Marin’s single pivot swingarm bikes have dominated the UK suspension bike scene, winning countless tests and awards since their introduction in the mid 90s. The suspension system was simple, easy to ride, light, versatile and with a single lifetime warrantied pivot and masses of mud room, they fared far better in the British climate than most linkage bikes.
Complete bikes were great value for the high level performance you got but after several sell-out seasons sales hit saturation point. The bikes were still great and still gradually evolving but everyone who wanted one had got one, and were just upgrading parts rather than getting whole new bikes.
What Marin / Whyte needed was a totally new suspension system to give their loyal supporters a reason to buy another bike and regain the clamouring customers of the “Mount Vision gold rush”. Abandoning the simplicity of a swingarm and switching to linkages is a huge gamble and reversal of their previous marketing mantra. Has it paid off?
NB: Before we go any further we’ll explain that most of this test centres round the performance of the rear suspension as we reckon that is the main development you’ll want to know about. The rest of the Preston features we’ve dealt with before, and the other kit is all proven favourites so details will only be mentioned where relevant.Test Logbook
We’ve been riding hand made prototypes of all sorts of suspension designs since ATB Sales launched the Whyte bike two years ago, but we first met the current 4-bar layout at the start of this year.
Since then we’ve dragged it round Welsh forests that have ground the transmission into skipping and jamming swarf infested nightmares, and hammered it round our local woods and our favourite Nidderdale long haul loop, which seems to be in a particularly rocky mood these days.What
Preston’s “Plus 4″fork was the first hint of Marin’s designer Jon Whyte moving in a linkage direction. Since then we’ve seen all manner of bizarre suspension systems lurking in his Cotswold workshop but while all of them have been smooth riding innovations acceptable aesthetics haven’t always been a strong point – if you’ve seen the Ripley clones in ‘Alien Resurrection’ you’ll get the general idea.
Thankfully the production linkage set up is the epitomy of discretion and half the people who’ve seen it haven’t even realised it’s not just a swingarm. Shock position and front half of the mainframe are in fact completely unchanged on either the Whyte or Marin bikes.
Where it all starts to change is with the front rocker linkage, a very short H linkage formed from two halves bolted together. This joins the front tip of the swingarm to the downtube just ahead of the big chainring point, but lower than the old single pivot mount.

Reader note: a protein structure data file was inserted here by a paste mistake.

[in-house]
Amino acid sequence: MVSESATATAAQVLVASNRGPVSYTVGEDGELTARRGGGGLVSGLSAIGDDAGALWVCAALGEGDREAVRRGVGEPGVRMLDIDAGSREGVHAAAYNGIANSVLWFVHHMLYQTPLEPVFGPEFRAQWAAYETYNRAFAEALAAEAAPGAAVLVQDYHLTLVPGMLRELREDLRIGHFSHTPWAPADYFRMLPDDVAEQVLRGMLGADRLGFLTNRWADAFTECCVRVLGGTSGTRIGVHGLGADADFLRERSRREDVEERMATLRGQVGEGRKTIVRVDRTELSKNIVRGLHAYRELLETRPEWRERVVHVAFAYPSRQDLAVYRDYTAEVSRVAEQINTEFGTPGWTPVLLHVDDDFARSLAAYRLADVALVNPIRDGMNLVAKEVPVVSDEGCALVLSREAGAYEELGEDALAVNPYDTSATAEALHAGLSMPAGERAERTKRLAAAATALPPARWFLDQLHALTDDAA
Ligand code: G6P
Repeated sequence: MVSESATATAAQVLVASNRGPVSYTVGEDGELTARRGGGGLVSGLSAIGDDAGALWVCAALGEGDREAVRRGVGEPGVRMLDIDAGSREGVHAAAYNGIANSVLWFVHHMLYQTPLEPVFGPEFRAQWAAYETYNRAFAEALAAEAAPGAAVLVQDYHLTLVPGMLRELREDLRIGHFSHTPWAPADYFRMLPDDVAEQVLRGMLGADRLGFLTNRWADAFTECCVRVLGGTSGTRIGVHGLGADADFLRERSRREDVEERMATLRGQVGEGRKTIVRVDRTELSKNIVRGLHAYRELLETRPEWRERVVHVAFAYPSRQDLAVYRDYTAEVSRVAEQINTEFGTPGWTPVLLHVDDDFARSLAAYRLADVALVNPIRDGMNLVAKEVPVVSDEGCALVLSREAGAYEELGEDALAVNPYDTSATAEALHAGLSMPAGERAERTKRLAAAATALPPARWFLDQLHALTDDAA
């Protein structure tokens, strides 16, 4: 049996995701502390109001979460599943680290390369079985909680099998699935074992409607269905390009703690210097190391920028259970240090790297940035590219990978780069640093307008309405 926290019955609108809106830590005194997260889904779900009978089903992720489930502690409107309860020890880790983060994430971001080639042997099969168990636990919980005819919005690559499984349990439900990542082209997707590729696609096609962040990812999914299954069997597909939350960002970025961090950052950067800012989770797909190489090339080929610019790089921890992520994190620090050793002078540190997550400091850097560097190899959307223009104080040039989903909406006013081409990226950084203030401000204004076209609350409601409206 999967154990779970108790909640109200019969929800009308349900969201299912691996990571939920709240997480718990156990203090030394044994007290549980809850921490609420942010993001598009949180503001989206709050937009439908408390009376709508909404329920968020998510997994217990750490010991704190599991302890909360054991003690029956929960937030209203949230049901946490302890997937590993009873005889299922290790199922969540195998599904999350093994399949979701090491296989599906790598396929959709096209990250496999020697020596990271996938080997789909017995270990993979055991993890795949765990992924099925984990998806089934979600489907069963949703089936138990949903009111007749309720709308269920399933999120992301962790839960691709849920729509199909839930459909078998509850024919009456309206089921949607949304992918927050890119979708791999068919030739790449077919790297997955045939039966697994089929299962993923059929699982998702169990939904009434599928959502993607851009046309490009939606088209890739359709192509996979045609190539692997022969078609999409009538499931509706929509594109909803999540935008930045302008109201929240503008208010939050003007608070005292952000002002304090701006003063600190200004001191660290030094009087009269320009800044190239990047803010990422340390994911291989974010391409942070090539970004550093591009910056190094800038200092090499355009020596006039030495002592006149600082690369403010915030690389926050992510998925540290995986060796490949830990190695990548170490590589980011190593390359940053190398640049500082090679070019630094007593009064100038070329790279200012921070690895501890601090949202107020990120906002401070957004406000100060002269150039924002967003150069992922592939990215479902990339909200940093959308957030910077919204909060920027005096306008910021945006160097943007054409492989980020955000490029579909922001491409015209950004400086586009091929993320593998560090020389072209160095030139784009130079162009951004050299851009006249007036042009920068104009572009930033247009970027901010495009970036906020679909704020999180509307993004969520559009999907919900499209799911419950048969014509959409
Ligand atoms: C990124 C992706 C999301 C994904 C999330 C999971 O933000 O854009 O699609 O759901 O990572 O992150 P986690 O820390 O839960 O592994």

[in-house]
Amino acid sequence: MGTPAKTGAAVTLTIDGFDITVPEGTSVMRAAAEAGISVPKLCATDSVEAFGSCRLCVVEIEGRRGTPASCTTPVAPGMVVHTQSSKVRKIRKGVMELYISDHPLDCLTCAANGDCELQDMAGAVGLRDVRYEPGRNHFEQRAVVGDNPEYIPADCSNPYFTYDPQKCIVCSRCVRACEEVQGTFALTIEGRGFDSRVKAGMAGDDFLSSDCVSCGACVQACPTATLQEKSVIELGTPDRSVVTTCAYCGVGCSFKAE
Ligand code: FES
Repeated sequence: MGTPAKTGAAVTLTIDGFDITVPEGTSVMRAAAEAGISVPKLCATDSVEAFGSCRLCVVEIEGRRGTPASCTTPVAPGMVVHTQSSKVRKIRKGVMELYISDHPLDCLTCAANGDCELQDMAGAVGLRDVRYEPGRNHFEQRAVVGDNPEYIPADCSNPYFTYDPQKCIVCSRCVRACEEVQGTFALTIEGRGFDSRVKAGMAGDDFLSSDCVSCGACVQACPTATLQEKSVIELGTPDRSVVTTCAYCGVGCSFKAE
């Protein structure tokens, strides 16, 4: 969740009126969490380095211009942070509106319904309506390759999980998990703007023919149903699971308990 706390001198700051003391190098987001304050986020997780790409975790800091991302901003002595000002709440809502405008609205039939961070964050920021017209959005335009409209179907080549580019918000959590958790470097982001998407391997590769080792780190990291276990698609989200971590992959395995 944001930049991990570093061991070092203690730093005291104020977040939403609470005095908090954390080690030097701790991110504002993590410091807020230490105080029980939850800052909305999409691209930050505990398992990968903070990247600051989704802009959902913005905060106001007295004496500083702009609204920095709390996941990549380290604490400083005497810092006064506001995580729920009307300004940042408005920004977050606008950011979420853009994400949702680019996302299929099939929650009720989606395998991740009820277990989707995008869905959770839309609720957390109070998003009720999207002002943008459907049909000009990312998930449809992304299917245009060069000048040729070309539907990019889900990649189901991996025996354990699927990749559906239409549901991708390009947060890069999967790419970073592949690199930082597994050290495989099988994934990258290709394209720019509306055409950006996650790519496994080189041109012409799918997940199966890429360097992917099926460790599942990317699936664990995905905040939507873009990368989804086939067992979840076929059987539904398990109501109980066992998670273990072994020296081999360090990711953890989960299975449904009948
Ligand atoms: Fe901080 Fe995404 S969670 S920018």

The second compact ‘H’ linkage sits on the seat tube about two inches higher than the big ring. There’s also a big concave section in the seat tube to give room for the linkage arc to achieve full travel.
Rear of that is a conventional looking monocoque swingarm complete with torque tube cross-brace and stepped lower brace section. At the far end are either the bobbin locking “big gripper” dropouts of the Whyte or conventional dropouts on the Marin. The really good news is that you get proper disc brake mounts rather than bolt on extras.
The result of all this linkage action is a virtual pivot point that moves from a forward position to one just ahead and above the bottom bracket axle. This changes the suspension characteristics from that of a very long swingarm with a high shock leverage (1:3.15) to a shorter lower leverage (1:2.65) swingarm. This gives the shock a much more fluid response at the start of the stroke than at the end, helping to control bottom out despite a very plush initial feel.
Meanwhile, from a full extension position the axle path moves backwards more dramatically than a single pivot swingarm. It then gets to the sag point and rapidly flattens out, ending up in a zero chain growth position at full travel. In practical terms that means the wheel will move backwards and upwards over smaller bumps, but rely on the shock ratio change to control big hits. Pedalling force will also drag the wheel down into any compressions and undulations for maximum traction while bigger hits won’t be noticeable through the pedals.The million dollar question
Graphs, arithmetic and projections are all very well but how well does it actually work?
The first riding impression is the almost complete lack of terrain feedback or bob through the pedals. Even cranking pretty hard up hill the rear end just sits motionless yet it’ll track over even the smallest rocks and irregularities for massive climbing traction. As a result it clocked up a couple of first ascents on severely technical climbs we’ve been attempting for years and cleaned other benchmark scrambles in a contemptuously surefooted fashion.
Once things get bigger and lumpier the bike takes a while to get used to, purely because it is so independent of your pedalling action. You can’t jack it up steps with a hard push like a high pivot bike, and you can’t squat it down and pop the front up like a low pivot bike. Learn to trust it though, and it’ll ride through, up, down or over stuff that’ll normally stop you dead.